IAS at CAA

Our affiliation with the College Art Association (CAA) grants the privilege of hosting one 90-minute session every year. To propose a session, see our submission guidelines for eligibility requirements and submission instructions below under Upcoming Conferences. This page also includes information on current and past IAS participation at CAA.

Current Conference

106th College Art Association Annual Conference, Los Angeles, 21-24 February 2018
The IAS is sponsoring the following session at CAA 2018:

Processi italiani: Examining Process in Postwar Italian Art, 1945-1980

Chair: Tenley Bick, Washington College

 Panel Abstract: Dominant narratives in modern and contemporary art history have long positioned the 1960s Italian avant-garde Arte Povera – a movement known for ephemeral practices, informalist aesthetics, and “deskilled” procedures – as a subset of process art and post-minimalism, ascribing Italian innovations to movements better associated with British and American artists. This Anglo-Americentric reading, however, does not account for the rich experimentation in artistic process in Italian art throughout the post-WWII period or for the distinctly Italian concerns thereof. These concerns include the politics of artistic labor during the Italian labor movement, the turn to process art as a politicized response to the cultural geopolitics of object-based practices, and the significance of process-focused rather than product-focused art in the post-fascist state, to name a few. Indeed, closer examination of process in Arte Povera – and postwar Italian art, more broadly – distinguishes the work of Italian artists from that of their ostensive American and British counterparts. At a moment of renewed attention to postwar Italian art and culture, especially within American and British scholarship and institutions, this problem is particularly pressing, calling for a revisitation of process in postwar Italian art and revision of postwar art history, in turn.

To that end, this panel invites papers that examine process as a critical site of creative practice in postwar Italian art. Especially welcome are papers that consider process as a distinctive problem or politicized site of Italian artistic practice from 1945 to 1980. Topics might include, among others: the reconfiguration of design in the contro-design movement and vanguard groups such as the Gruppo N; the implementation of the artisanal and craft in the postwar Italian avant-garde; paper practices in Italian radical architecture; the reconceptualization of artistic work and the Italian labor movement; and ephemeral practices in Arte Povera.

Speakers, Affiliations, and Paper Titles

  1. Elizabeth Mangini, California College of Arts, San Francisco

“Passive Process: Arte Povera and the Politics of Autonomia”

  1. Laura Petican, Texas A&M University-Corpus Christi

“Process and ‘Mani Sapienti’: Arte Povera and the Default to Order”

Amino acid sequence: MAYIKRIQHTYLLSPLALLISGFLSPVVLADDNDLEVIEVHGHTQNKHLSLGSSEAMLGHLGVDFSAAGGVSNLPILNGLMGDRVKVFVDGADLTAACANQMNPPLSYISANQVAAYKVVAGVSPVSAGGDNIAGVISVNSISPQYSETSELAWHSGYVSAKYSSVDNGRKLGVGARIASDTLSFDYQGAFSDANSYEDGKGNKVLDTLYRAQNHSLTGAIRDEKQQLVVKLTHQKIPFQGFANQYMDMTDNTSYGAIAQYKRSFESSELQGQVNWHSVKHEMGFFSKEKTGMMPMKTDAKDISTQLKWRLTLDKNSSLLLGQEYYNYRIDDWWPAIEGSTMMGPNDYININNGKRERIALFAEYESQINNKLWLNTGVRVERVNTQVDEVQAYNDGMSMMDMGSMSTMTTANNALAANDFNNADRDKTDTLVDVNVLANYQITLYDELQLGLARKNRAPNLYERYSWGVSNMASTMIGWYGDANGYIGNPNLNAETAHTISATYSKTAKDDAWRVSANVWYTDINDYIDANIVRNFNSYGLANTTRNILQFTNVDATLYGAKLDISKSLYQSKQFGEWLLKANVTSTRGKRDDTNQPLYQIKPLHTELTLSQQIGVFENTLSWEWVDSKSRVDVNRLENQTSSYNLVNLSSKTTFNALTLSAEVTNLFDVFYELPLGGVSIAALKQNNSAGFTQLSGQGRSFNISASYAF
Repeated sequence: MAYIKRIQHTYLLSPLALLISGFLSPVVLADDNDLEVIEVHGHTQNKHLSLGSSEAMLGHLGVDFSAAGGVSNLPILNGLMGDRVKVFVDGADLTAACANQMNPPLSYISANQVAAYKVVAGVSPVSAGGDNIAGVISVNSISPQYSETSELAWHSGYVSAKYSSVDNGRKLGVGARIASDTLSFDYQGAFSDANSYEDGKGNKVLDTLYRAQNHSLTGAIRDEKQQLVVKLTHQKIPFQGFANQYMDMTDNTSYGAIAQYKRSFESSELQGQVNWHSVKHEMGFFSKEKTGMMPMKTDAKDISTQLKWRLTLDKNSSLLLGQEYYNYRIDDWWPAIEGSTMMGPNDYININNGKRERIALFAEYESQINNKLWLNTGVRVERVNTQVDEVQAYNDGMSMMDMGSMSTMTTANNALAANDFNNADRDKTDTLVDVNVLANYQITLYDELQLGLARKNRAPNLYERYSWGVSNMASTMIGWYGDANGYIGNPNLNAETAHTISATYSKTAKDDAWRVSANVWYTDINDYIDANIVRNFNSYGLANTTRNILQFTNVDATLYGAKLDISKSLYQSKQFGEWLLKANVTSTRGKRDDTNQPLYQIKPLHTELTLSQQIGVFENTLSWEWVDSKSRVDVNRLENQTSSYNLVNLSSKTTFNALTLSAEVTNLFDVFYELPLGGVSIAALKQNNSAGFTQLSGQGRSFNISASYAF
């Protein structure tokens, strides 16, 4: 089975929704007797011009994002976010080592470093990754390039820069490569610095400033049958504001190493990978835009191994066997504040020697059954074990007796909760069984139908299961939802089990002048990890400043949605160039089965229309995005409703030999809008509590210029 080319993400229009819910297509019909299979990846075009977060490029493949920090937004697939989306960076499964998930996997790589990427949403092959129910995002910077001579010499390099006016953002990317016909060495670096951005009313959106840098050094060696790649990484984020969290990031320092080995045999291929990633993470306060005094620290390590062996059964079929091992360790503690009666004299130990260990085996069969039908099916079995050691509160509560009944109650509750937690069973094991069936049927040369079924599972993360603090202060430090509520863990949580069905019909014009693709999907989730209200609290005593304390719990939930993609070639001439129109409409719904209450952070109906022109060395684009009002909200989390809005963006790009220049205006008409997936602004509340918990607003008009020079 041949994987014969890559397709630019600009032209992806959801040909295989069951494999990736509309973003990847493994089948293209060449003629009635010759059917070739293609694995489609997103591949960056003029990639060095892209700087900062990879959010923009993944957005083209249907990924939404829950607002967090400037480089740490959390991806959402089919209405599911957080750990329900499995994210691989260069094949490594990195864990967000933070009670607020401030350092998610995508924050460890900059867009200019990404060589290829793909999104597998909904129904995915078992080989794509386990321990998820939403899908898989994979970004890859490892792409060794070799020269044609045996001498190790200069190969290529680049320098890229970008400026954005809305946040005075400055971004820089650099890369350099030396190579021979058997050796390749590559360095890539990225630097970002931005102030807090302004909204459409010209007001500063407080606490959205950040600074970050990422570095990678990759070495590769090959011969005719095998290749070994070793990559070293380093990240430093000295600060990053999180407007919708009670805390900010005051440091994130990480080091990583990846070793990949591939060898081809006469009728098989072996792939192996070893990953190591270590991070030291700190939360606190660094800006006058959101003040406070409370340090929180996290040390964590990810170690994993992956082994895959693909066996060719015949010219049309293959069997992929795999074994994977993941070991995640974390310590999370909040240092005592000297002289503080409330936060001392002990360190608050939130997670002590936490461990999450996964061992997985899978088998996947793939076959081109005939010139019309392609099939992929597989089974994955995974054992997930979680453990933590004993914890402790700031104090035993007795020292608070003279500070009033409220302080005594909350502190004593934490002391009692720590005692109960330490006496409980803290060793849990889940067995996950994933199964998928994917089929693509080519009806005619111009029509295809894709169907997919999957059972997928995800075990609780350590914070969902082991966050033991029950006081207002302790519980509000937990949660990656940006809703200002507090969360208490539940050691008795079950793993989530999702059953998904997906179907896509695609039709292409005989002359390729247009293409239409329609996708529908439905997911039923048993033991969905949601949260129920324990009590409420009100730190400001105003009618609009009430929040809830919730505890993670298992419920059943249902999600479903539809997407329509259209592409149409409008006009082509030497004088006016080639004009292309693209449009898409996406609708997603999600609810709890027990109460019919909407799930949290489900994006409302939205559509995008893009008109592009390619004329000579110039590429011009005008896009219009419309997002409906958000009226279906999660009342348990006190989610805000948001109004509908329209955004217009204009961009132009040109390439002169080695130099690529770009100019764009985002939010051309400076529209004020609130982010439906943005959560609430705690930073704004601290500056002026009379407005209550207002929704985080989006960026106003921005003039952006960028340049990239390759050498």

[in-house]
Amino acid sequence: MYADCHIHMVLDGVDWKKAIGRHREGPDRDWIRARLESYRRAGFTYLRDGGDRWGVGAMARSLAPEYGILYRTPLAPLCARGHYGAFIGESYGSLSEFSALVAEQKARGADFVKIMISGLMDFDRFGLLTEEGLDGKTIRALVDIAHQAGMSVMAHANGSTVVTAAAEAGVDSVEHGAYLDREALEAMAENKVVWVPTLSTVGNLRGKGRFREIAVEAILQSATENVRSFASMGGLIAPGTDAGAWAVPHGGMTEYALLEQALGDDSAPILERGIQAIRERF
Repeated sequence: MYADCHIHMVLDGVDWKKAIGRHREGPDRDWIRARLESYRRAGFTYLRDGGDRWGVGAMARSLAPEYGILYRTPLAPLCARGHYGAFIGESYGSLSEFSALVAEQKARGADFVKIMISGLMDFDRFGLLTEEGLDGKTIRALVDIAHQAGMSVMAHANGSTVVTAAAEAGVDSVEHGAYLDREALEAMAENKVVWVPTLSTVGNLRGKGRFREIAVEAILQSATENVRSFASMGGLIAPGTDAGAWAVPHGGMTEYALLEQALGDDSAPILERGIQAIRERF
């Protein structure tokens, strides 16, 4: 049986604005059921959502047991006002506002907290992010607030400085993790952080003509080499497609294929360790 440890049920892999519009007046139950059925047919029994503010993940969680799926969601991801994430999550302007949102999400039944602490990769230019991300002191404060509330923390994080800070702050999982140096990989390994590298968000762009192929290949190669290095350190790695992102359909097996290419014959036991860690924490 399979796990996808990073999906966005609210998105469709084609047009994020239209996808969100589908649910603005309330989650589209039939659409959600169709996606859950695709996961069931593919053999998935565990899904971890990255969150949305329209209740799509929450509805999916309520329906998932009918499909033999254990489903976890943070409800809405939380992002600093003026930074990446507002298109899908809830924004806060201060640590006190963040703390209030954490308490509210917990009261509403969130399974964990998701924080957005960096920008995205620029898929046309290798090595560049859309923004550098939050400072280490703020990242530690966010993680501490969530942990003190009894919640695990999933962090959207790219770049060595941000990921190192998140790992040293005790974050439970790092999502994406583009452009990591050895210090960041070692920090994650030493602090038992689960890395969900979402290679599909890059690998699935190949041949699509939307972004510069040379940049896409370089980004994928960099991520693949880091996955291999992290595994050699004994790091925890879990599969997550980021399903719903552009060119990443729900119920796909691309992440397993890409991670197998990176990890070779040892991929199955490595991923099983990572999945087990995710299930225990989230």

1. Tenley Bick, Washington College

“Minor Productions: The Work of Michelangelo Pistoletto, 1965–1970”

  1. Maria Bremer, Bibliotheca Hertziana – Max Planck Institute for Art History

“The Artwork as Process as Exhibition: Franco Vaccari’s Esposizione in tempo reale”

  1. Elizabeth Mangini, California College of Arts, San Francisco

“Passive Process: Arte Povera and the Politics of Autonomia”

 Abstract:

In the Autumn 1973 issue of Data, Italian critic Tommaso Trini claimed that three sculptors from the industrial northern city of Turin—Giovanni Anselmo, Giuseppe Penone, and Gilberto Zorio—represented an important direction for Italian art of the era because of their existential probing of materials, objects, and concepts. While their works are process-driven, these artists do not foreground their own authority. Rather, Trini argues: “they reach for new sources of energy such as systematic tensions, revealed contradictions, explicit depreciation—materialized in objects.” Anselmo’s Untitled eating/drinking sculptures (1969), Penone’s Pane Alfabeto (1969-70), and Zorio’s various cobalt-chloride works (1968-70) each demonstrate that artistic work is something that both precedes and follows the encounter between artist and material.

This reflexive approach to process shares some aspects of American artist Robert Morris’s post- minimal espousal of “Anti-Form” (1968), but, more than this, it embodies the distinctly Italian, anti-authoritarian discourse around labor. After all, it was in Turin where the widespread Autoreduction movement took hold in 1974, when workers and consumers collectively determined to reduce the price of public services as a form of protest, echoing Mario Tronti’s “strategy of refusal.” In relief with aspects of the Italian political theory and labor movement of the 1970s that would become known as Autonomia, this paper reads the limited, passive position claimed by these artists in regard to their own labor—and, by extension, the active roles granted to material and viewer—as a means to abolish the hierarchical structures dominating the production of artistic meaning.

  1. Laura Petican, Texas A&M University-Corpus Christi

“Process and ‘Mani Sapienti’: Arte Povera and the Default to Order”

Abstract: